I feel like applesauce is under appreciated. It’s chalked up to being a kids snack that’s easy to add to a lunchbox at the last minute. It’s so much more than that though. It’s easy, sure. But it’s also healthy, yummy, and is a fabulous baking substitute.
I lived in Germany for about half a year after high school, attending Bodenseehof Bible School in the South, with views of Lake Constance and the Swiss Alps to the south and German hills to the north. The climate in southern Germany is ideal for growing apples and the school itself had a small apple orchard in the back. Throughout the fall we’d have baked apples, latkes with applesauce, and there was always a bowl of apples in the entryway to snack on. I lost a good bit of weight (that I needed to loose) that year and though I won’t chalk apples up to some sort of miracle fruit, I will concede that it was during this time that I learned to appreciate the value of fruits and vegetables in a healthy diet, and how fun it could be to cook with locally sourced ingredients.
Applesauce is also incredibly easy to make. It’s essentially apples, a little bit of water, and some lemon juice to keep it from turning brown. No added sugar required. Living in a first world country also makes it incredibly easy to get ahold of apples all year round, making it an inexpensive, easy, and wholesome snack to have on hand.
That being said, I still prefer to source fruits and vegetables locally if I can. Though I don’t currently have an orchard in my backyard (I can dream, right?) I try to buy from local farmers whenever possible. There aren’t many orchards in the CSRA that I know of but while visiting Tennessee in October we came across one with more varieties of apples than I had ever heard of. I settled on a variety called Jona Prince because the sign said they were good for cooking. I bought as many as I thought would fit in my 3-gallon pot (about 2.5 pecks) and brought them back to Georgia.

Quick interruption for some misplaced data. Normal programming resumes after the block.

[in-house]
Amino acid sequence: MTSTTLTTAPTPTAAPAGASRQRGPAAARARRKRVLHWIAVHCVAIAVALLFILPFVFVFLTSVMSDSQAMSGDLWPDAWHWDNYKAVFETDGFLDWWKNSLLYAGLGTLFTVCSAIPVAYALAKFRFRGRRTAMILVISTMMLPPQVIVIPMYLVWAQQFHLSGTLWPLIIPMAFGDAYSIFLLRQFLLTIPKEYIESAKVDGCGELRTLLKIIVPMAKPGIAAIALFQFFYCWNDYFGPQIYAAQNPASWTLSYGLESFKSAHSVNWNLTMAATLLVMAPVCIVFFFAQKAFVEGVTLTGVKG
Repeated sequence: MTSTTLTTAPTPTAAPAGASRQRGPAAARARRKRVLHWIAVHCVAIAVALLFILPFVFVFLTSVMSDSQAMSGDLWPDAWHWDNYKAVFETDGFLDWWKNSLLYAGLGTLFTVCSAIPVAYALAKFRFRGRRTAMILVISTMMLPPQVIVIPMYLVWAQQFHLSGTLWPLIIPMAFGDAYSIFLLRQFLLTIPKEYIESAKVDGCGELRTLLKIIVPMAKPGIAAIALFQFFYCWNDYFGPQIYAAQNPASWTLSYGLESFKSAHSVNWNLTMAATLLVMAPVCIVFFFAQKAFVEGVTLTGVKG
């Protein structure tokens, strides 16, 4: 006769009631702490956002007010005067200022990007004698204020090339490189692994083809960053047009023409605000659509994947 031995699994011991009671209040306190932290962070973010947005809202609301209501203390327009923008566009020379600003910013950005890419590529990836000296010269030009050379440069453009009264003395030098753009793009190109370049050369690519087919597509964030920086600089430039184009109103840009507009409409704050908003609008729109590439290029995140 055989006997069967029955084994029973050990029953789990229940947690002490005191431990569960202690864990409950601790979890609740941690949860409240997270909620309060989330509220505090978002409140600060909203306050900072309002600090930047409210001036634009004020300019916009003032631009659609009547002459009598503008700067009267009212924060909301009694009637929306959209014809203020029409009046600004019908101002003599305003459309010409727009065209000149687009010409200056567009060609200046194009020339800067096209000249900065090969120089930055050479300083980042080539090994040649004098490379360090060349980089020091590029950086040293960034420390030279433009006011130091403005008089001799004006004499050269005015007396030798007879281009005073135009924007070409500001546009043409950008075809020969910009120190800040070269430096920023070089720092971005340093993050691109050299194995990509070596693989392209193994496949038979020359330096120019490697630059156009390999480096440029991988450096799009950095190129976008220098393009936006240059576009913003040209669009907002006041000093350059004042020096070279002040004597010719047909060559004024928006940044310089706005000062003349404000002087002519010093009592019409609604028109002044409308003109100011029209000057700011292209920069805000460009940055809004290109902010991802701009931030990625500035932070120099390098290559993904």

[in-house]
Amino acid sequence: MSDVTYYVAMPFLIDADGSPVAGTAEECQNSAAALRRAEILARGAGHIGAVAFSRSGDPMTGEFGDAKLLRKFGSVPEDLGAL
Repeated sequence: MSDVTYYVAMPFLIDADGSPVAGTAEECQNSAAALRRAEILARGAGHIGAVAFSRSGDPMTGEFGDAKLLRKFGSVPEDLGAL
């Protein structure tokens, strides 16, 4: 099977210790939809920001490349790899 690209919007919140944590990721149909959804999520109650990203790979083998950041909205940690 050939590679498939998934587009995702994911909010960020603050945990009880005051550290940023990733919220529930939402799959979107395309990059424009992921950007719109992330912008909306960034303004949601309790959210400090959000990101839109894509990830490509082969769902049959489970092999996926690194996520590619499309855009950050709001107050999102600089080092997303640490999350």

Honestly the hardest part of making applesauce is just peeling, coring, and cutting the apples. Its a million times faster if you’ve got a Pampered Chef contraption, which I have, but I managed to forget about that until I’d been working for about 3 hours and was almost finished. My recommendation: buy it... and then remember that you have it.
Here’s the deal...
- About 2 pecks of apples (that’s 1/2 bushel I found out)
- 1 C water
- 1-2 lemons
- Peel, core, and slice apples. Drizzle with fresh lemon juice as you go to keep apples from turning brown.
- Add apples to 3 gallon pot with water and cook until the apples start falling apart.
- Use a potato masher or immersion blender to pulverize to desired consistency.